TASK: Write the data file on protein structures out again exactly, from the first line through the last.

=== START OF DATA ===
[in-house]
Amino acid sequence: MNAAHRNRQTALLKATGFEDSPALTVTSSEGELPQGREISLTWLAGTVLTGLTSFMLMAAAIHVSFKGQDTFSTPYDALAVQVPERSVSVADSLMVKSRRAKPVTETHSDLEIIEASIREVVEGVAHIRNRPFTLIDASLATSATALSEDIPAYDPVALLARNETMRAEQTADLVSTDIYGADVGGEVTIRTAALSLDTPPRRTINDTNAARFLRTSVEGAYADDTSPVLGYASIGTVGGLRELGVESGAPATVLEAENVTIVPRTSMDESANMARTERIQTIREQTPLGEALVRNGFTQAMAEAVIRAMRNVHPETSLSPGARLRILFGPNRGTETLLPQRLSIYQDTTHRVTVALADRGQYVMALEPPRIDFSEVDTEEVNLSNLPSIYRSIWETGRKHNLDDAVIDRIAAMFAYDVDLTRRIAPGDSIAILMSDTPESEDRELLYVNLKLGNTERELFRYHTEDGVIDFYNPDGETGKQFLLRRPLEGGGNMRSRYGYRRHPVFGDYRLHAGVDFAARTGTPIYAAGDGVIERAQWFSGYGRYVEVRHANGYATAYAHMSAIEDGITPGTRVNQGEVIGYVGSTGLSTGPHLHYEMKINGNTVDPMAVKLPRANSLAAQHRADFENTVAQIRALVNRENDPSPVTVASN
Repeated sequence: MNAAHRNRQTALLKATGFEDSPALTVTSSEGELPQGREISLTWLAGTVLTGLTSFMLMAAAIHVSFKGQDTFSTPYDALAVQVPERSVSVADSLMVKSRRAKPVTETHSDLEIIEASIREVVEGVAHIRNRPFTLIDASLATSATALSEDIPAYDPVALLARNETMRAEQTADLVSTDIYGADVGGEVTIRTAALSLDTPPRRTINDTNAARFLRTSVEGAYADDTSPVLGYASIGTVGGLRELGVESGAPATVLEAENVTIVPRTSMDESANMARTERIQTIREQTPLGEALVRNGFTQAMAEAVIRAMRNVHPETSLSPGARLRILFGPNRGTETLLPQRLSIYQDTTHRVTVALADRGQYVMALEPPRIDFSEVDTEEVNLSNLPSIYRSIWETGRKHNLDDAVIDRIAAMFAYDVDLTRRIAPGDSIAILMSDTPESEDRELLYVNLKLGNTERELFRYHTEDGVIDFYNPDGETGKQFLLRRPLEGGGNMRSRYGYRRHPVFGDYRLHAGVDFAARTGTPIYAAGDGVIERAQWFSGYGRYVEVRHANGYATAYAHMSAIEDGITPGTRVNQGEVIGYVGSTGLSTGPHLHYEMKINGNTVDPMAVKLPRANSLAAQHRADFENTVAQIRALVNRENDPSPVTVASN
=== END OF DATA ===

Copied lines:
[in-house]
Amino acid sequence: MNAAHRNRQTALLKATGFEDSPALTVTSSEGELPQGREISLTWLAGTVLTGLTSFMLMAAAIHVSFKGQDTFSTPYDALAVQVPERSVSVADSLMVKSRRAKPVTETHSDLEIIEASIREVVEGVAHIRNRPFTLIDASLATSATALSEDIPAYDPVALLARNETMRAEQTADLVSTDIYGADVGGEVTIRTAALSLDTPPRRTINDTNAARFLRTSVEGAYADDTSPVLGYASIGTVGGLRELGVESGAPATVLEAENVTIVPRTSMDESANMARTERIQTIREQTPLGEALVRNGFTQAMAEAVIRAMRNVHPETSLSPGARLRILFGPNRGTETLLPQRLSIYQDTTHRVTVALADRGQYVMALEPPRIDFSEVDTEEVNLSNLPSIYRSIWETGRKHNLDDAVIDRIAAMFAYDVDLTRRIAPGDSIAILMSDTPESEDRELLYVNLKLGNTERELFRYHTEDGVIDFYNPDGETGKQFLLRRPLEGGGNMRSRYGYRRHPVFGDYRLHAGVDFAARTGTPIYAAGDGVIERAQWFSGYGRYVEVRHANGYATAYAHMSAIEDGITPGTRVNQGEVIGYVGSTGLSTGPHLHYEMKINGNTVDPMAVKLPRANSLAAQHRADFENTVAQIRALVNRENDPSPVTVASN
Repeated sequence: MNAAHRNRQTALLKATGFEDSPALTVTSSEGELPQGREISLTWLAGTVLTGLTSFMLMAAAIHVSFKGQDTFSTPYDALAVQVPERSVSVADSLMVKSRRAKPVTETHSDLEIIEASIREVVEGVAHIRNRPFTLIDASLATSATALSEDIPAYDPVALLARNETMRAEQTADLVSTDIYGADVGGEVTIRTAALSLDTPPRRTINDTNAARFLRTSVEGAYADDTSPVLGYASIGTVGGLRELGVESGAPATVLEAENVTIVPRTSMDESANMARTERIQTIREQTPLGEALVRNGFTQAMAEAVIRAMRNVHPETSLSPGARLRILFGPNRGTETLLPQRLSIYQDTTHRVTVALADRGQYVMALEPPRIDFSEVDTEEVNLSNLPSIYRSIWETGRKHNLDDAVIDRIAAMFAYDVDLTRRIAPGDSIAILMSDTPESEDRELLYVNLKLGNTERELFRYHTEDGVIDFYNPDGETGKQFLLRRPLEGGGNMRSRYGYRRHPVFGDYRLHAGVDFAARTGTPIYAAGDGVIERAQWFSGYGRYVEVRHANGYATAYAHMSAIEDGITPGTRVNQGEVIGYVGSTGLSTGPHLHYEMKINGNTVDPMAVKLPRANSLAAQHRADFENTVAQIRALVNRENDPSPVTVASN